FIRE BEHAVIOR AND RAPID SPREAD OF ANY CURRENT OR NEW FIRE STARTS
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The 12Z Ensembles for the Euro has a Low where the tropical wave is currently..

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Quoting gator23:


Looks like Cedar Key north of Tampa to me.

I live near Cedar Key. :P
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This is what would develop, the secondary low on the trough to the south of the one we're looking at.


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BBL
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Quoting nigel20:

Yeah, possibly and the ABC islands are flat when compared to most of the other islands, so there are no hill/mountains to force the air upward and cause cooling, condensation...etc


Flat and small. So before any shower can develop it's already blown off the island by the strong tradewinds.
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Seafood rules!!!!! Love a good crabmeat stuffed Flounder!!!!!!

I don't eat oysters. Can't eat something that looks like i blew it out my nose during allergy season.
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New low in SW Caribbean is added on 18z Surface Analysis.

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Off the coast of Maryland.

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Quoting allancalderini:
Do you think the system near the Carolinas can achieve invest status?


We could possibly see 95L as soon as tomorrow from it.
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ALERT ATCF MIL 94X XXX 120613060000
2012061306
7.8 270.3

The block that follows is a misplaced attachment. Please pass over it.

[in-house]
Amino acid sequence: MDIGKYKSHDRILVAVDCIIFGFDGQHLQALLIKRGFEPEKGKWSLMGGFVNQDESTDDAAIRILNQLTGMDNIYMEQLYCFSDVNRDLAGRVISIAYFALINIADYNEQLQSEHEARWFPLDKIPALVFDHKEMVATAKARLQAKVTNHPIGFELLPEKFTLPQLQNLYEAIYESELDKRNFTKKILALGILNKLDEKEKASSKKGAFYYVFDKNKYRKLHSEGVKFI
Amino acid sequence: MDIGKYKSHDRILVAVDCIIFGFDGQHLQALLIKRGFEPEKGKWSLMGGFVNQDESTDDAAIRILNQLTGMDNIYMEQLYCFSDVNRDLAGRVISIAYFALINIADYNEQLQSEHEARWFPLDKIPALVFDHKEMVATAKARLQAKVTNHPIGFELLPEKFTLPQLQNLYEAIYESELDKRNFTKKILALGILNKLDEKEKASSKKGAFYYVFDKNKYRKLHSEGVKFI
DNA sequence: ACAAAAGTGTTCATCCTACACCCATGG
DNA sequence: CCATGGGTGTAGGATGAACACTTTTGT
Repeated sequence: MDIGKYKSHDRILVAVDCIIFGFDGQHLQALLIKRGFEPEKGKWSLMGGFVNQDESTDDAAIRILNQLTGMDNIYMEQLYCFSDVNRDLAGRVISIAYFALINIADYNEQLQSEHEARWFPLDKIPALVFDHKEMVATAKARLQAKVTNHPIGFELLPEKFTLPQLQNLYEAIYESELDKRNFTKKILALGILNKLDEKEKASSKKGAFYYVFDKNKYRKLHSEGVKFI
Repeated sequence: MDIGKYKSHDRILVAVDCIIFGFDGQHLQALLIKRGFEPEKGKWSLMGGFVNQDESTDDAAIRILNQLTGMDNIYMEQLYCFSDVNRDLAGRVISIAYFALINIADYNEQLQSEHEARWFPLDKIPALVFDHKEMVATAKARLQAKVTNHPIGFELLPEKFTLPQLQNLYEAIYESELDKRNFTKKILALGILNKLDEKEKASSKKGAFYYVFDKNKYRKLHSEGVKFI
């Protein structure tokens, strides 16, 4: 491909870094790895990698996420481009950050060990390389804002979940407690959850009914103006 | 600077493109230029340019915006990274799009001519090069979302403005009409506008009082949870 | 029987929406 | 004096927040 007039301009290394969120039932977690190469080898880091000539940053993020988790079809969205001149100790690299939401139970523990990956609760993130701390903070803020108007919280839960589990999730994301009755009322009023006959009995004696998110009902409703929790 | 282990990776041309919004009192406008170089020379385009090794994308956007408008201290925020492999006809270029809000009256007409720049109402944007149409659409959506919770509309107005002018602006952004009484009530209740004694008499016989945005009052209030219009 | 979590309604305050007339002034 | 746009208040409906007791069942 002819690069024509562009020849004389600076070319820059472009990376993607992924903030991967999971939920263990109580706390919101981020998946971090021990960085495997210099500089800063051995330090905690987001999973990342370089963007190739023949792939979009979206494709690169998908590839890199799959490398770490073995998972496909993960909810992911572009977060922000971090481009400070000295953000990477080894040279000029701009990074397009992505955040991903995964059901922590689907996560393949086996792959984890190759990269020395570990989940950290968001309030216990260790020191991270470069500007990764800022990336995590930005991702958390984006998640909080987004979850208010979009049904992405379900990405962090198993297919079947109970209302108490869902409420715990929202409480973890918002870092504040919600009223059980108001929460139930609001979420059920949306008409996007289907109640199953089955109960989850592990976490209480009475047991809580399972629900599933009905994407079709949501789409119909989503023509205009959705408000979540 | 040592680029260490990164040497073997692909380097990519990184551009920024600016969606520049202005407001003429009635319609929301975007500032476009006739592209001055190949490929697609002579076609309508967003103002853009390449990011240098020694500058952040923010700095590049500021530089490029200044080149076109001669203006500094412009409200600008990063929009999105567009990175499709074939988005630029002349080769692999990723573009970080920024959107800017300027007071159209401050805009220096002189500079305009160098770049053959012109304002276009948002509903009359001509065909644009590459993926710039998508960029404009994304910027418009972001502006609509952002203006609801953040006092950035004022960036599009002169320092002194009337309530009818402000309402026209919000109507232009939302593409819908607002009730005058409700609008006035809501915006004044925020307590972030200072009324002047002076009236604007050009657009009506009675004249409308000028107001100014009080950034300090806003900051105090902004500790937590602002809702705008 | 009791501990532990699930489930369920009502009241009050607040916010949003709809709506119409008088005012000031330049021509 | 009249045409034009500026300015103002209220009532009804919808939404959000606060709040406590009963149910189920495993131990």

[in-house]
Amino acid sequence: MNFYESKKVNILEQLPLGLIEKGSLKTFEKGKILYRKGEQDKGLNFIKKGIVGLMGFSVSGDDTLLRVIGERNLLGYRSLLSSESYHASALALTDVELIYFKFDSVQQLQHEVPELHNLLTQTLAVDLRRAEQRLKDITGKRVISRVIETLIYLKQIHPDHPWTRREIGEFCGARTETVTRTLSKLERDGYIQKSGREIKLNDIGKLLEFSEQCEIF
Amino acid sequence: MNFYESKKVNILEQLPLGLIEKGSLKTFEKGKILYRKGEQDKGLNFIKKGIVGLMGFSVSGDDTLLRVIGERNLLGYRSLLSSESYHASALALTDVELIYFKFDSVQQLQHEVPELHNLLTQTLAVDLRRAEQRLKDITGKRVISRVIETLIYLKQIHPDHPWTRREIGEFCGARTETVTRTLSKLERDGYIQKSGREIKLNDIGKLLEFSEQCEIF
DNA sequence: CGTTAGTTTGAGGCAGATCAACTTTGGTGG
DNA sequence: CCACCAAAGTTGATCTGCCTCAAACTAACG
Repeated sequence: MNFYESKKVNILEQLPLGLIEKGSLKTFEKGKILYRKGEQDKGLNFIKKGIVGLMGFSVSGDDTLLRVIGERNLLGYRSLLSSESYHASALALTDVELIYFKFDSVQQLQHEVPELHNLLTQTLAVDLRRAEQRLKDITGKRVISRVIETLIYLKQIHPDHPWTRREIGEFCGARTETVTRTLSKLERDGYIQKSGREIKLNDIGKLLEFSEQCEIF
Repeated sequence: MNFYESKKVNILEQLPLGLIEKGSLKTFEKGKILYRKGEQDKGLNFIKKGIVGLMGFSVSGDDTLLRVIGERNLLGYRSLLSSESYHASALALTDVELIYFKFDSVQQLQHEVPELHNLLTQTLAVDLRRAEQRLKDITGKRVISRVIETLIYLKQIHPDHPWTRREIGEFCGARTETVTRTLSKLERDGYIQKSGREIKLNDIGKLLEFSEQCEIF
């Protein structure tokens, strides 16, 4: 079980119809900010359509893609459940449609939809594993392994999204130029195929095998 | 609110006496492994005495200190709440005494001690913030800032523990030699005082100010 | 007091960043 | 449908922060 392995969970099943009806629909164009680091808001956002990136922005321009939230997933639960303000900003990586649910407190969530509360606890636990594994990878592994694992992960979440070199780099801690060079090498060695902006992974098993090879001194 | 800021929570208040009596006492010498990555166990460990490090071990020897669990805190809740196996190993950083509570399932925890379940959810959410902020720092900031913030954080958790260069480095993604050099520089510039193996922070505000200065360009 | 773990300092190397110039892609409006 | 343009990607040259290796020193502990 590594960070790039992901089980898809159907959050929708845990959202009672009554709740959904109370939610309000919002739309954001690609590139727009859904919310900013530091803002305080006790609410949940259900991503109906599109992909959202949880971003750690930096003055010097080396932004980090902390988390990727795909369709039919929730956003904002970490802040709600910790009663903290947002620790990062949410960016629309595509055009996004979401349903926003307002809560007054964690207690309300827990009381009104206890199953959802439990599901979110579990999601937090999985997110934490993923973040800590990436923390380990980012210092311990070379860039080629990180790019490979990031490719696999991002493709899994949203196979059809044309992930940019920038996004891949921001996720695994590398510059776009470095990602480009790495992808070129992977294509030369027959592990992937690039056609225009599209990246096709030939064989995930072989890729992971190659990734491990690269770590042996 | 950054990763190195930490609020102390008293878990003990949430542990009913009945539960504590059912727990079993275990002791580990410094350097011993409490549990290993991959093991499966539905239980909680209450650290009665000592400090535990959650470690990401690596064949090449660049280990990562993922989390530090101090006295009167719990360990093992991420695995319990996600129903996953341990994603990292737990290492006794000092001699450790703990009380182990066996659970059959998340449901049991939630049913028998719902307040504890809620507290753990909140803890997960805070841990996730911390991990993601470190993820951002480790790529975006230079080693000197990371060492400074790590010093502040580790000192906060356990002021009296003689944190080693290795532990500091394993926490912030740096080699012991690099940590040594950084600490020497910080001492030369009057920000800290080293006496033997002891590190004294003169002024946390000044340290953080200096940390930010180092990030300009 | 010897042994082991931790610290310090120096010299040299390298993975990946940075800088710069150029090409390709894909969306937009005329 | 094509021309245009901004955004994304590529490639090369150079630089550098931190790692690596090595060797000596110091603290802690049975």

12.0 265.3
140
7.9 270.0
131000
1206130951
1
SUBJ/TROPICAL CYCLONE FORMATION ALERT//
WTPN21 PGTW 131000
RMKS/
1. FORMATION OF A SIGNIFICANT TROPICAL CYCLONE IS POSSIBLE WITHIN
140 NM EITHER SIDE OF A LINE FROM 8.2N 90.5W TO 12.4N 95.0W WITH-
IN THE NEXT 12 TO 24 HOURS. AVAILABLE DATA DOES NOT JUSTIFY IS-
SUANCE OF NUMBERED TROPICAL CYCLONE WARNINGS AT THIS TIME. WINDS
IN THE AREA ARE ESTIMATED TO BE 15 TO 20 KNOTS. METSAT IMAGERY AT
130930Z INDICATES THAT A CIRCULATION CENTER IS LOCATED NEAR 7.9N
90.0W. THE SYSTEM IS MOVING WEST-NORTHWESTWARD AT 07 KNOTS.
2. REMARKS:
3. THIS ALERT WILL BE REISSUED, UPGRADED TO WARNING OR CANCELLED BY 141000Z.
//
NNNN

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Quoting CybrTeddy:


Fixed

LIES.
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I hate seafood(unless it's deep fried like popcorn shrimp)!
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Quoting TropicalAnalystwx13:

What? No seafood is disgusting.


Fixed
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Quoting LargoFl:
gee that looks like a Tampa storm at the end of that run huh


Looks like Cedar Key north of Tampa to me.
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Quoting CybrTeddy:


And Irene at peak would have been an 85mph Hurricane.
Do you think the system near the Carolinas can achieve invest status?
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Quoting LargoFl:
I wonder what caused that Lobster to change colors that way


Global cooling. The lobster is freezing! Just kidding of course.

8.05" of rain here thus far in June. A couple more inches and I'll be break even for the year although still 12" or so below normal since the beginning of last year.
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Quoting allancalderini:
If the JTWC was the organization that control the Atlantic basin for tropical cyclones maybe systems like Jose of 2011 Danny and Henri of 2009 would had never been name.


And Irene at peak would have been an 85mph Hurricane.
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Quoting LargoFl:
gee that looks like a Tampa storm at the end of that run huh
If it happens, I'd rather see it happen late August.
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Quoting MoeWest: